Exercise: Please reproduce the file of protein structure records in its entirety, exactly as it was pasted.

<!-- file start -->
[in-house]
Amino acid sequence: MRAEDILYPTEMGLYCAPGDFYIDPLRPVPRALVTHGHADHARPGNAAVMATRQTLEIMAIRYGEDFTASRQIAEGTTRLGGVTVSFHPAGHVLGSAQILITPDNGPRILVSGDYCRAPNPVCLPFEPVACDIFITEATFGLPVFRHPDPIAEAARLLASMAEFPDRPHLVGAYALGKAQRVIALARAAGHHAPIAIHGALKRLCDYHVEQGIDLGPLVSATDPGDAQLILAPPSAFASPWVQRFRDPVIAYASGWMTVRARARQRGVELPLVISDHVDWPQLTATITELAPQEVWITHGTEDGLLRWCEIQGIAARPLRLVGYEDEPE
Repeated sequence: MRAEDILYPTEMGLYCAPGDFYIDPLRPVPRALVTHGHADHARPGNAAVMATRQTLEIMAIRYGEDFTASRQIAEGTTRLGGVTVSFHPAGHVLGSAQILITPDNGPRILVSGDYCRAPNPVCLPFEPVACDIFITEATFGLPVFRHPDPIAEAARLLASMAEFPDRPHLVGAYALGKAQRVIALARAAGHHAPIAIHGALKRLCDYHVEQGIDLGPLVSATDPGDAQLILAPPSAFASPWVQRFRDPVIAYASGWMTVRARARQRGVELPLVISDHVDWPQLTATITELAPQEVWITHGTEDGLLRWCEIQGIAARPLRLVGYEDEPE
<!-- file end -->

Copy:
[in-house]
Amino acid sequence: MRAEDILYPTEMGLYCAPGDFYIDPLRPVPRALVTHGHADHARPGNAAVMATRQTLEIMAIRYGEDFTASRQIAEGTTRLGGVTVSFHPAGHVLGSAQILITPDNGPRILVSGDYCRAPNPVCLPFEPVACDIFITEATFGLPVFRHPDPIAEAARLLASMAEFPDRPHLVGAYALGKAQRVIALARAAGHHAPIAIHGALKRLCDYHVEQGIDLGPLVSATDPGDAQLILAPPSAFASPWVQRFRDPVIAYASGWMTVRARARQRGVELPLVISDHVDWPQLTATITELAPQEVWITHGTEDGLLRWCEIQGIAARPLRLVGYEDEPE
Repeated sequence: MRAEDILYPTEMGLYCAPGDFYIDPLRPVPRALVTHGHADHARPGNAAVMATRQTLEIMAIRYGEDFTASRQIAEGTTRLGGVTVSFHPAGHVLGSAQILITPDNGPRILVSGDYCRAPNPVCLPFEPVACDIFITEATFGLPVFRHPDPIAEAARLLASMAEFPDRPHLVGAYALGKAQRVIALARAAGHHAPIAIHGALKRLCDYHVEQGIDLGPLVSATDPGDAQLILAPPSAFASPWVQRFRDPVIAYASGWMTVRARARQRGVELPLVISDHVDWPQLTATITELAPQEVWITHGTEDGLLRWCEIQGIAARPLRLVGYEDEPE